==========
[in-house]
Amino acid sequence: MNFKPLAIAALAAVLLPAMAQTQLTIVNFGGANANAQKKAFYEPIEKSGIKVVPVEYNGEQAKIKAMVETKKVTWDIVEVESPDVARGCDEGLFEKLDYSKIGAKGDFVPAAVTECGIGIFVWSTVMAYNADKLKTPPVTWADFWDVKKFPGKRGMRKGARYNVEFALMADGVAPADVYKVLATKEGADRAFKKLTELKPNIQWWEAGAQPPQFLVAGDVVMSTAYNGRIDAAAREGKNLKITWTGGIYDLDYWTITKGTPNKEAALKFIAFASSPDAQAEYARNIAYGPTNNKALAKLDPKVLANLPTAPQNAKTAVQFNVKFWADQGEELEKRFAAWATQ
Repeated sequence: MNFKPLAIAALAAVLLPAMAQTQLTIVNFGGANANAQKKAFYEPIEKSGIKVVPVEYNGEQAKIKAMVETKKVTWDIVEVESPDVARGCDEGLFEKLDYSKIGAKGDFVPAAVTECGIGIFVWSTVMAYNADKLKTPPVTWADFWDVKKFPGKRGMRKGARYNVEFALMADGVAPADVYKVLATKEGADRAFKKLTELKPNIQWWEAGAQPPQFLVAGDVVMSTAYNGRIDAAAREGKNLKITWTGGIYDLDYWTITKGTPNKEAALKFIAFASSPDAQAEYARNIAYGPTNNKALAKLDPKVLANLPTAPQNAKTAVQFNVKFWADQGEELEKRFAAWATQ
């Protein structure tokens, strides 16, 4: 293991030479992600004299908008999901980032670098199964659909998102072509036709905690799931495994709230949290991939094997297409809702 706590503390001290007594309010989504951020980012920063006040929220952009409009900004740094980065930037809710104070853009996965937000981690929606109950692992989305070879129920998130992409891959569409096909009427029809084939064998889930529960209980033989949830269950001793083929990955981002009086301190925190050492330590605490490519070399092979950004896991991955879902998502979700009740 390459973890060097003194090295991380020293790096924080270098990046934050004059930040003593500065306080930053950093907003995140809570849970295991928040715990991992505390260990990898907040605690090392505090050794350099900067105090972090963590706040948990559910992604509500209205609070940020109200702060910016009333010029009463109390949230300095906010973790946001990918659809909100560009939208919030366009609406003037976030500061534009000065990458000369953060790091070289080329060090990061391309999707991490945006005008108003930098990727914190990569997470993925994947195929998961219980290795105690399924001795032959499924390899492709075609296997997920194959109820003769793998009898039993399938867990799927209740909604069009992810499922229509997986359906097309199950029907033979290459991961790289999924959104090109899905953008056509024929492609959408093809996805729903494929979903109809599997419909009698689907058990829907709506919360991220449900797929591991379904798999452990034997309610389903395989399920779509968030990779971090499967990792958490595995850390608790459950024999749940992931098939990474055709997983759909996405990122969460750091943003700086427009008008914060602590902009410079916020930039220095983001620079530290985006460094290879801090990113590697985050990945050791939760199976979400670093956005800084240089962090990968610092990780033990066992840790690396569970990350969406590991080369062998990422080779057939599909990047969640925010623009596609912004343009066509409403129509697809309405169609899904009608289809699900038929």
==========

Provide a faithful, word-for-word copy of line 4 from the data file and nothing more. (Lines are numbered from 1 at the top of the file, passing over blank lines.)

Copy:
């Protein structure tokens, strides 16, 4: 293991030479992600004299908008999901980032670098199964659909998102072509036709905690799931495994709230949290991939094997297409809702 706590503390001290007594309010989504951020980012920063006040929220952009409009900004740094980065930037809710104070853009996965937000981690929606109950692992989305070879129920998130992409891959569409096909009427029809084939064998889930529960209980033989949830269950001793083929990955981002009086301190925190050492330590605490490519070399092979950004896991991955879902998502979700009740 390459973890060097003194090295991380020293790096924080270098990046934050004059930040003593500065306080930053950093907003995140809570849970295991928040715990991992505390260990990898907040605690090392505090050794350099900067105090972090963590706040948990559910992604509500209205609070940020109200702060910016009333010029009463109390949230300095906010973790946001990918659809909100560009939208919030366009609406003037976030500061534009000065990458000369953060790091070289080329060090990061391309999707991490945006005008108003930098990727914190990569997470993925994947195929998961219980290795105690399924001795032959499924390899492709075609296997997920194959109820003769793998009898039993399938867990799927209740909604069009992810499922229509997986359906097309199950029907033979290459991961790289999924959104090109899905953008056509024929492609959408093809996805729903494929979903109809599997419909009698689907058990829907709506919360991220449900797929591991379904798999452990034997309610389903395989399920779509968030990779971090499967990792958490595995850390608790459950024999749940992931098939990474055709997983759909996405990122969460750091943003700086427009008008914060602590902009410079916020930039220095983001620079530290985006460094290879801090990113590697985050990945050791939760199976979400670093956005800084240089962090990968610092990780033990066992840790690396569970990350969406590991080369062998990422080779057939599909990047969640925010623009596609912004343009066509409403129509697809309405169609899904009608289809699900038929």